Active X controls

Discussion in 'Computer Support' started by Izod, Aug 31, 2007.

  1. Izod

    Izod Guest

    I'm not sure I know what I'm talking about. Seems like I'm missing
    active x controls. How do I tell, and what can I do to get them back?
    Windows XP.

    Izod..
    Izod, Aug 31, 2007
    #1
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  2. Izod

    Guest

    "Izod" <> wrote:

    >I'm not sure I know what I'm talking about. Seems like I'm missing
    >active x controls. How do I tell, and what can I do to get them back?
    >Windows XP.


    You don't need activeX controls, and should stop their use.

    FF and Opera do fine without them

    "An ActiveX control can be an extremely insecure way to provide a
    feature. Because it is a Component Object Model (COM) object, it can
    do anything the user can do from that computer. It can read from and
    write to the registry, and it has access to the local file system.
    From the moment a user downloads an ActiveX control, the control may
    be vulnerable to attack because any Web application on the Internet
    can repurpose it, that is, use the control for its own ends whether
    sincere or malicious."
    http://msdn2.microsoft.com/en-us/library/Aa752035.aspx


    Control Panel / InterNet Options - Advanced (DIsable activex)



    --
    200,000 Elliptical Galaxies Point the Same Way
    http://science.slashdot.org/science/07/08/30/1516224.shtml
    , Aug 31, 2007
    #2
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  3. Izod

    Izod Guest

    Thanks a ton Pennywise.... I am taking your advice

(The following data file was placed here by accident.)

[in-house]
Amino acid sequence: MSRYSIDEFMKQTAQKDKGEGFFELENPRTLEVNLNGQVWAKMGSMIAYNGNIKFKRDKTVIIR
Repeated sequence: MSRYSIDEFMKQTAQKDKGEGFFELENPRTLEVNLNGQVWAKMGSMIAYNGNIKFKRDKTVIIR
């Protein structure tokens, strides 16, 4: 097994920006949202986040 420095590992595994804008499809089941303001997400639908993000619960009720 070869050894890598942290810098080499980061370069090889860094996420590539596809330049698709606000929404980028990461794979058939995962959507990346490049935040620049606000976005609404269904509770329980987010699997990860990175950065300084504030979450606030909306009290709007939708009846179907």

Izod


    <> wrote in message
    news:...
    > "Izod" <> wrote:
    >
    >>I'm not sure I know what I'm talking about. Seems like I'm missing
    >>active x controls. How do I tell, and what can I do to get them back?
    >>Windows XP.

    >
    > You don't need activeX controls, and should stop their use.
    >
    > FF and Opera do fine without them
    >
    > "An ActiveX control can be an extremely insecure way to provide a
    > feature. Because it is a Component Object Model (COM) object, it can
    > do anything the user can do from that computer. It can read from and
    > write to the registry, and it has access to the local file system.
    > From the moment a user downloads an ActiveX control, the control may
    > be vulnerable to attack because any Web application on the Internet
    > can repurpose it, that is, use the control for its own ends whether
    > sincere or malicious."
    > http://msdn2.microsoft.com/en-us/library/Aa752035.aspx
    >
    >
    > Control Panel / InterNet Options - Advanced (DIsable activex)
    >
    >
    >
    > --
    > 200,000 Elliptical Galaxies Point the Same Way
    > http://science.slashdot.org/science/07/08/30/1516224.shtml
    Izod, Aug 31, 2007
    #3
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